Rogers, a professor from the University of Virginia , wanted to establish an institution to address rapid scientific and technological advances. He did not wish to found a professional school, but a combination with elements of both professional and liberal education, proposing that:

    “The true and only practicable object of a polytechnic school is, as I conceive, the teaching, not of the minute details and manipulations of the arts, which can be done only in the workshop, but the inculcation of those scientific principles which form the basis and explanation of them, and along with this, a full and methodical review of all their leading processes and operations in connection with physical laws.”

    The Rogers Plan reflected the German research university model, emphasizing an independent faculty engaged in research, as well as instruction oriented around seminars and laboratories.

    Early developments

    Two days after The Massachusetts Institute of Technology was chartered, the first battle of the Civil War broke out. After a long delay through the war years, MIT’s first classes were held in the Mercantile Building in Boston in 1865. The new institute was founded as part of the Morrill Land-Grant Colleges Act to fund institutions “to promote the liberal and practical education of the industrial classes” and was a land-grant school. In 1863 under the same act, the Commonwealth of Massachusetts founded the Massachusetts Agricultural College, which developed as the University of Massachusetts Amherst ). In 1866, the proceeds from land sales went toward new buildings in the Back Bay.

    The Massachusetts Institute of Technology was informally called “Boston Tech”. The institute adopted the European polytechnic university model and emphasized laboratory instruction from an early date. Despite chronic financial problems, the institute saw growth in the last two decades of the 19th century under President Francis Amasa Walker. Programs in electrical, chemical, marine, and sanitary engineering were introduced, new buildings were built, and the size of the student body increased to more than one thousand.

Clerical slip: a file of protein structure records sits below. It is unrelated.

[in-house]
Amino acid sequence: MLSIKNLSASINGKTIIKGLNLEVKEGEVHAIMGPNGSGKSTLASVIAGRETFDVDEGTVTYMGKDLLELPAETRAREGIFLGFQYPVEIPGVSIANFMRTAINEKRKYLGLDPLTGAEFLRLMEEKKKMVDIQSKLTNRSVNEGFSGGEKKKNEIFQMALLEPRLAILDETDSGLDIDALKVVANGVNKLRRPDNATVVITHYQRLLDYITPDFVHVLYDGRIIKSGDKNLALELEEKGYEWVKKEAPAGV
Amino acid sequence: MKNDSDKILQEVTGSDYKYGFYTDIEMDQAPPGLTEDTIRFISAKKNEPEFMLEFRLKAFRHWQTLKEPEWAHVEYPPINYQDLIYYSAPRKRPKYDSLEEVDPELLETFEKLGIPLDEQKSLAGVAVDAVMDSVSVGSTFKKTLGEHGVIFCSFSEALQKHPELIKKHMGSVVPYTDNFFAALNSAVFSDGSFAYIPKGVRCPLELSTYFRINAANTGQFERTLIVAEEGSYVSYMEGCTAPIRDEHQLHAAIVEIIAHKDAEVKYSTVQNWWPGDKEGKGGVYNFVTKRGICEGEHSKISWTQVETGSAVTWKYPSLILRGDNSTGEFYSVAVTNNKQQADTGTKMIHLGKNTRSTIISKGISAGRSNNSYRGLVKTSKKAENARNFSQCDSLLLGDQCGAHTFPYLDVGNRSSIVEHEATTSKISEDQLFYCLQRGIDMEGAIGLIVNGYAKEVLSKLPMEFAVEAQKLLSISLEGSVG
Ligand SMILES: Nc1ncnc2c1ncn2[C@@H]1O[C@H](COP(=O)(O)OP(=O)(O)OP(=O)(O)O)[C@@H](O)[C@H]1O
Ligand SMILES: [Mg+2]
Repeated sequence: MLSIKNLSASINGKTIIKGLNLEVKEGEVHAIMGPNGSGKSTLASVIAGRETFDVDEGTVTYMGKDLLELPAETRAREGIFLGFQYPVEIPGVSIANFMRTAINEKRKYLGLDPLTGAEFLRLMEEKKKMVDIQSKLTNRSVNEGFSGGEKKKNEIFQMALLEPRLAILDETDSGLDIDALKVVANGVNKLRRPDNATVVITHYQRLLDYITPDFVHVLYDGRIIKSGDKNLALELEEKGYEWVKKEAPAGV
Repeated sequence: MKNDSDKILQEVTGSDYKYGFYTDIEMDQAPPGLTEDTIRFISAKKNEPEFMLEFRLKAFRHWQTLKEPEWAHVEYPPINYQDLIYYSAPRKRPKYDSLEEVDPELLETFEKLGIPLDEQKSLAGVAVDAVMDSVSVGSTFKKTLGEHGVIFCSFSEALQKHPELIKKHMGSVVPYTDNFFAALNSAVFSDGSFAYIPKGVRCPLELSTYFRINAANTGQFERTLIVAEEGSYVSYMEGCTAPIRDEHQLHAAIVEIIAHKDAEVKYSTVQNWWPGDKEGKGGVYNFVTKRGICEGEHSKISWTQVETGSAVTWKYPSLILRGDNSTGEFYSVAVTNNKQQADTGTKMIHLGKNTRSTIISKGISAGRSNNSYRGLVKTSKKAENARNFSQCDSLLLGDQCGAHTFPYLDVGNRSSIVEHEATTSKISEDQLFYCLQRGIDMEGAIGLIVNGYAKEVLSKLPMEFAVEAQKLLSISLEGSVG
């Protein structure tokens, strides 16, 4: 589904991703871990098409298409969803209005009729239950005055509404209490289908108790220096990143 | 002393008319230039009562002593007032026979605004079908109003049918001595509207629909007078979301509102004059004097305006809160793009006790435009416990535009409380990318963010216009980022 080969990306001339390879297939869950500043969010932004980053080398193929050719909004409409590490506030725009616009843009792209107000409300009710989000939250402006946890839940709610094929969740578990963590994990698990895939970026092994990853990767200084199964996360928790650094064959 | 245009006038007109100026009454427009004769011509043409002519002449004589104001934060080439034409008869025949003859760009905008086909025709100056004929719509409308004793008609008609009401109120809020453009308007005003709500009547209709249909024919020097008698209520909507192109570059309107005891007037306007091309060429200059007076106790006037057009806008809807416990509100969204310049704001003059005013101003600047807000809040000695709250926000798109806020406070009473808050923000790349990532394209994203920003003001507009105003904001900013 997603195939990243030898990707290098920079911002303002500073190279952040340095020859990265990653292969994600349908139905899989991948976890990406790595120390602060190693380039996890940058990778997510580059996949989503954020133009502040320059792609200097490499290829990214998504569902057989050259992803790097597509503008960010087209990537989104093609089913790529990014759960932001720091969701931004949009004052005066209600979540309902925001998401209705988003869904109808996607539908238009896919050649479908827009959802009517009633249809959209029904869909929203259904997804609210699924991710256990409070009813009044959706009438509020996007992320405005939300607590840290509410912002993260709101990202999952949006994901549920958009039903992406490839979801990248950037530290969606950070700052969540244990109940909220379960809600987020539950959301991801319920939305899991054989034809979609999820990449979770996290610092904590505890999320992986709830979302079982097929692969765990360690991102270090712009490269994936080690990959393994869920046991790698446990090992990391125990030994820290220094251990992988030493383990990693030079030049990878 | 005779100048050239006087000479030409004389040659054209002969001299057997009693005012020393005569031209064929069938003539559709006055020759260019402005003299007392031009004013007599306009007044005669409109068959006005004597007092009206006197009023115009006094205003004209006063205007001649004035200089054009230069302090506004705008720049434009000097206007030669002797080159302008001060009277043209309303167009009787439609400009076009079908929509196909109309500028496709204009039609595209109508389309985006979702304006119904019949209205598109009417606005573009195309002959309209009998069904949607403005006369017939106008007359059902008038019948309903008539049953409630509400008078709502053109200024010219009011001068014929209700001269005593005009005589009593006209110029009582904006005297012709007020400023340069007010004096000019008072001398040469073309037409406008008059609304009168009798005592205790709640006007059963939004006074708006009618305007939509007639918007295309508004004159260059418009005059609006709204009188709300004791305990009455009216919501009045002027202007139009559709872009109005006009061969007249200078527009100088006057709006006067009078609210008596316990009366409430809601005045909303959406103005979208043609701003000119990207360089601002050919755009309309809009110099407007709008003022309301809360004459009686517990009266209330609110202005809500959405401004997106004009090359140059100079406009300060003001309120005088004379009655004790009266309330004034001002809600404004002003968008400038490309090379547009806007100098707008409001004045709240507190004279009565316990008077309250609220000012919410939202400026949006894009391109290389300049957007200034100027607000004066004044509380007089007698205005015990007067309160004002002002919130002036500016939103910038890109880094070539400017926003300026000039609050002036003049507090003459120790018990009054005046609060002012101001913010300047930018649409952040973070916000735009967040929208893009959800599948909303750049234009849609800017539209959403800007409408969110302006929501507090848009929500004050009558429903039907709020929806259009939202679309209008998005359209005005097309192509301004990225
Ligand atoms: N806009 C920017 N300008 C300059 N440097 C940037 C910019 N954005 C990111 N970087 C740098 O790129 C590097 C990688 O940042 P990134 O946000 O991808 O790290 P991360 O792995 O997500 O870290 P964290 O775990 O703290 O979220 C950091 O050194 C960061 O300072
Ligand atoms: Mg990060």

The curriculum drifted to a vocational emphasis, with less focus on theoretical science. The fledgling school still suffered from chronic financial shortages which diverted the attention of the MIT leadership. During these “Boston Tech” years, Massachusetts Institute of Technology faculty and alumni rebuffed Harvard University president (and former MIT faculty) Charles W. Eliot’s repeated attempts to merge MIT with Harvard College’s Lawrence Scientific School. There would be at least six attempts to absorb MIT into Harvard. In its cramped Back Bay location, MIT could not afford to expand its overcrowded facilities, driving a desperate search for a new campus and funding. Eventually, the MIT Corporation approved a formal agreement to merge with Harvard, over the vehement objections of MIT faculty, students, and alumni. However, a 1917 decision by the Massachusetts Supreme Judicial Court effectively put an end to the merger scheme.

    In 1916, The Massachusetts Institute of Technology administration and the MIT charter crossed the Charles River on the ceremonial barge Bucentaur built for the occasion, to signify MIT’s move to a spacious new campus largely consisting of filled land on a one-mile-long (1.6 km) tract along the Cambridge side of the Charles River. The neoclassical “New Technology” campus was designed by William W. Bosworth and had been funded largely by anonymous donations from a mysterious “Mr. Smith”, starting in 1912. In January 1920, the donor was revealed to be the industrialist George Eastman of Rochester, New York, who had invented methods of film production and processing, and founded Eastman Kodak. Between 1912 and 1920, Eastman donated $20 million ($236.6 million in 2015 dollars) in cash and Kodak stock to MIT.